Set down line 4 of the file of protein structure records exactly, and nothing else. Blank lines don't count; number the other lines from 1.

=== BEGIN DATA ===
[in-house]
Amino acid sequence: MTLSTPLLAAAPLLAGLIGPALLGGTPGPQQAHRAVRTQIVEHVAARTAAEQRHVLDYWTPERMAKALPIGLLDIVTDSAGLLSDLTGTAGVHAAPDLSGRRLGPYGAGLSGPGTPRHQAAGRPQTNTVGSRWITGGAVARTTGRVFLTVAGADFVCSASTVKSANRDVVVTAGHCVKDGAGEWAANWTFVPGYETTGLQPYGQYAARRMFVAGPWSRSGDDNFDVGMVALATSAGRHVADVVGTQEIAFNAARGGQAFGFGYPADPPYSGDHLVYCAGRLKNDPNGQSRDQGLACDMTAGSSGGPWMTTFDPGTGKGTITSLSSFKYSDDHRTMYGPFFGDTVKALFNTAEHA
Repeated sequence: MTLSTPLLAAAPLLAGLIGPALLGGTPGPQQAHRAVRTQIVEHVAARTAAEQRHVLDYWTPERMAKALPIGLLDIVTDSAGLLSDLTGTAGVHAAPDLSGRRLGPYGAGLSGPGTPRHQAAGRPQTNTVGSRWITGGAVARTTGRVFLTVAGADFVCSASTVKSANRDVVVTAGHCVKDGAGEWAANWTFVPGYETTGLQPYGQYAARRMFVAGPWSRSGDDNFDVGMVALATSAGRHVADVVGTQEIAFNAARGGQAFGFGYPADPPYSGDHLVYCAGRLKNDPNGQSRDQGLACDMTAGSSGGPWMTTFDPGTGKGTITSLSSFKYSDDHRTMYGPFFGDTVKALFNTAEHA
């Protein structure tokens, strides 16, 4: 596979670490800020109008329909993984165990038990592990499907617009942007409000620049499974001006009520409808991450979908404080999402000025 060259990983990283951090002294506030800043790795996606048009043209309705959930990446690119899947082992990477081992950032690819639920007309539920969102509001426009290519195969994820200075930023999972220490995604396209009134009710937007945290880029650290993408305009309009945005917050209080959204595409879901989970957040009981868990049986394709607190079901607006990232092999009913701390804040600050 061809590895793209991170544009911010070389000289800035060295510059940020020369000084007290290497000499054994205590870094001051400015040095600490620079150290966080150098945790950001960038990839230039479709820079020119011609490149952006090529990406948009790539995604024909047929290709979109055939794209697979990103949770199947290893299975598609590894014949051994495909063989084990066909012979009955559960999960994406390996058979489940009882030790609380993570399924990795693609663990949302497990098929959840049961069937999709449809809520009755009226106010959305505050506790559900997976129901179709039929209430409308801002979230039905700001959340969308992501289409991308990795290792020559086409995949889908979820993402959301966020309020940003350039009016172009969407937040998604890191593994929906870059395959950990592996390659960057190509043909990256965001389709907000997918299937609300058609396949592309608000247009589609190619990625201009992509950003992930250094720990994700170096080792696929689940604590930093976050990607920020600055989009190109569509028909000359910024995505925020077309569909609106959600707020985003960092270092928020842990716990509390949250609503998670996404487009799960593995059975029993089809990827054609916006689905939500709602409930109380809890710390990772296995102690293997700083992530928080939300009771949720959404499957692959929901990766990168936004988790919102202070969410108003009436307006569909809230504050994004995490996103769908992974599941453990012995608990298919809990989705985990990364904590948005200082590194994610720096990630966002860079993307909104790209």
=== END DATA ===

């Protein structure tokens, strides 16, 4: 596979670490800020109008329909993984165990038990592990499907617009942007409000620049499974001006009520409808991450979908404080999402000025 060259990983990283951090002294506030800043790795996606048009043209309705959930990446690119899947082992990477081992950032690819639920007309539920969102509001426009290519195969994820200075930023999972220490995604396209009134009710937007945290880029650290993408305009309009945005917050209080959204595409879901989970957040009981868990049986394709607190079901607006990232092999009913701390804040600050 061809590895793209991170544009911010070389000289800035060295510059940020020369000084007290290497000499054994205590870094001051400015040095600490620079150290966080150098945790950001960038990839230039479709820079020119011609490149952006090529990406948009790539995604024909047929290709979109055939794209697979990103949770199947290893299975598609590894014949051994495909063989084990066909012979009955559960999960994406390996058979489940009882030790609380993570399924990795693609663990949302497990098929959840049961069937999709449809809520009755009226106010959305505050506790559900997976129901179709039929209430409308801002979230039905700001959340969308992501289409991308990795290792020559086409995949889908979820993402959301966020309020940003350039009016172009969407937040998604890191593994929906870059395959950990592996390659960057190509043909990256965001389709907000997918299937609300058609396949592309608000247009589609190619990625201009992509950003992930250094720990994700170096080792696929689940604590930093976050990607920020600055989009190109569509028909000359910024995505925020077309569909609106959600707020985003960092270092928020842990716990509390949250609503998670996404487009799960593995059975029993089809990827054609916006689905939500709602409930109380809890710390990772296995102690293997700083992530928080939300009771949720959404499957692959929901990766990168936004988790919102202070969410108003009436307006569909809230504050994004995490996103769908992974599941453990012995608990298919809990989705985990990364904590948005200082590194994610720096990630966002860079993307909104790209």